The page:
Energy efficiency saves energy and money and helps reduce greenhouse gas emissions. Studies show that large energy efficiency opportunities are available in all states, with estimates of 20–30% savings or more from installation of cost-effective efficiency measures. Furthermore, new conventional fossil fuel power plants generate electricity at a rate between 7 and 13 cents per kilowatt-hour. At a cost of 2.5 cents per kilowatt-hour saved, efficiency improvements are significantly less expensive than building new plants, new power lines, and burning more greenhouse gas-emitting fossil fuel.[i]
An Energy Efficiency Resource Standard (EERS) is a mechanism that encourages more efficient use of electricity and natural gas. A federal EERS would set a national goal for energy savings, requiring explicit reductions in energy consumption for retail electricity and natural gas distributors for a specific period, such as from 2011 through 2020. Implementation opportunities range from end-use efficiency improvements, such as high efficiency lighting and appliances, to combined heat and power (CHP) systems and distribution system improvements.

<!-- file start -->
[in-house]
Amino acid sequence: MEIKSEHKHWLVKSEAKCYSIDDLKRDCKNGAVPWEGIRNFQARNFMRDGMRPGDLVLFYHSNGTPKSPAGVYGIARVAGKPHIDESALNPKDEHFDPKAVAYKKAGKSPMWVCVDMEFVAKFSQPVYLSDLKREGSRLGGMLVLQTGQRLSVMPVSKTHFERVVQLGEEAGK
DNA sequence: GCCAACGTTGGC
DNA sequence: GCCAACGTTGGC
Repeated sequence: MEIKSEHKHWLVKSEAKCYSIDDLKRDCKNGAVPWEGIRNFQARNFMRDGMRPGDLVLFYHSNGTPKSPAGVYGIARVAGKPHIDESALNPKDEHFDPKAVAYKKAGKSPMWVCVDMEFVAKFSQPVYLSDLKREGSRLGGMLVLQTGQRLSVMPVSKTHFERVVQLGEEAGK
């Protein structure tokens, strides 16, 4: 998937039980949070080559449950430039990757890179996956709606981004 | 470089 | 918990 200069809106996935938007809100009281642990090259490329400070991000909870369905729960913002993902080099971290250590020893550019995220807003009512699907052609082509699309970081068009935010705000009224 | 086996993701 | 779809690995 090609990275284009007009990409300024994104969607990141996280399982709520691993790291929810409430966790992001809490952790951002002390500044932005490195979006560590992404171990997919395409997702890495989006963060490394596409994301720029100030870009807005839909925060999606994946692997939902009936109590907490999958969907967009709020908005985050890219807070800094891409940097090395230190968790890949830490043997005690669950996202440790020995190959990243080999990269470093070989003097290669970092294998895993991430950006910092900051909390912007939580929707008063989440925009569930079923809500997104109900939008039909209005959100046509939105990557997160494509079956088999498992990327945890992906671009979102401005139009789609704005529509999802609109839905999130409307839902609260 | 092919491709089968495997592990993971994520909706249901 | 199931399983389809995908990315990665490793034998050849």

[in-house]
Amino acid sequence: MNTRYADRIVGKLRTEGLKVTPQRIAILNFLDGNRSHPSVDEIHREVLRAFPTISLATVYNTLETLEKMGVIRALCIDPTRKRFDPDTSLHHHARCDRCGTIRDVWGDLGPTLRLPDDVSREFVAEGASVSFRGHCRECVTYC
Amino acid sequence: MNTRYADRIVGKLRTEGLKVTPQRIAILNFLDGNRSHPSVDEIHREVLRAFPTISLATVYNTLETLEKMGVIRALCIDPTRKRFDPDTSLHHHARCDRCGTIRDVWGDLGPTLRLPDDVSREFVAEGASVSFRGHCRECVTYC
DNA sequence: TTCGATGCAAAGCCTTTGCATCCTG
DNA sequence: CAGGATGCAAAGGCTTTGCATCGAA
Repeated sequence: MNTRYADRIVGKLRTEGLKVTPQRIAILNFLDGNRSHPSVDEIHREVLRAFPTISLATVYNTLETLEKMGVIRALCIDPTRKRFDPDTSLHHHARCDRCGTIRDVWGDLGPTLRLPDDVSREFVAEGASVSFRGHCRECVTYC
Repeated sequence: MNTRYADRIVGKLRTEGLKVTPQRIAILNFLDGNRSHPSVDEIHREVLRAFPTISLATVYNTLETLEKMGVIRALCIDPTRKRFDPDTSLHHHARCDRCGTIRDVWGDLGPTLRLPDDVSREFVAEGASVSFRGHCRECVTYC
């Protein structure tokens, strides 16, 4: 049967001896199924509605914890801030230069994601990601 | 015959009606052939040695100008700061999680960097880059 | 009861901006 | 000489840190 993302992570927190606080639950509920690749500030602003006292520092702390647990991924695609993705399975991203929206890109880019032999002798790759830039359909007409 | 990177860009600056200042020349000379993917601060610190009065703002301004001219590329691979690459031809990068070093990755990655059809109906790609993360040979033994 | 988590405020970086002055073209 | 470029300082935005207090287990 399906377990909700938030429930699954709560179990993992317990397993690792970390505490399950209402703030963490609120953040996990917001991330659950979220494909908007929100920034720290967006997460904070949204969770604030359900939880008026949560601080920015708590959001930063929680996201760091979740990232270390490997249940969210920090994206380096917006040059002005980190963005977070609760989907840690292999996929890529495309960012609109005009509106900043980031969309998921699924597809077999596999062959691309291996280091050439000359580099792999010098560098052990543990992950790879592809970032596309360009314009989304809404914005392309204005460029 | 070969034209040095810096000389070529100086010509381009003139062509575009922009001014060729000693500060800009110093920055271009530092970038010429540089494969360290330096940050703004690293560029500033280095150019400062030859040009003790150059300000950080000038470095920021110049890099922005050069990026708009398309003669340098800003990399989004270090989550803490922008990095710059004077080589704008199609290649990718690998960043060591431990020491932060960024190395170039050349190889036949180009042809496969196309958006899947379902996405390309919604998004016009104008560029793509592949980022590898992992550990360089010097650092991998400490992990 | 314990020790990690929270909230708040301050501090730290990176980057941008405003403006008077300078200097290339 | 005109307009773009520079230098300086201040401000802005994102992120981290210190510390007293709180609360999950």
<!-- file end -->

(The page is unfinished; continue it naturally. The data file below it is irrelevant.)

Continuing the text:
Implementing a national EERS would commit every state to utilizing this least-cost resource and establish a baseline level of cost-effective and achievable energy savings. A number of states have already achieved significant savings under an EERS. For example, Vermont has saved about 9% of annual electricity sales as a result of efficiency measures installed from 2000–2008, more than 2% of which was achieved in 2008 alone.
ACEEE estimates that by 2020, a federal EERS with 10% electricity savings would reduce peak electric demand by almost 57,000 megawatts[ii] — equivalent to over 190 power plants that each has a capacity of 300 megawatts. Carbon dioxide emissions reductions would total approximately 129 million metric tons in 2020—equivalent to taking 21.5 million automobiles off the road (for a year), and creating 150,000 net jobs. Furthermore, utility customers would save a net $78.8 billion, with the proposed EERS producing a benefit-to-cost ratio of about 2:1.
For More Information:
[i] Lazard. June 2008. Levelized Cost of Energy Analysis — Version 2.0: http://www.narucmeetings.org/Presentations/2008%20EMP%20 Levelized%20Cost%20of%20Energy%20-%20Master%20June%202008%20(2).pdf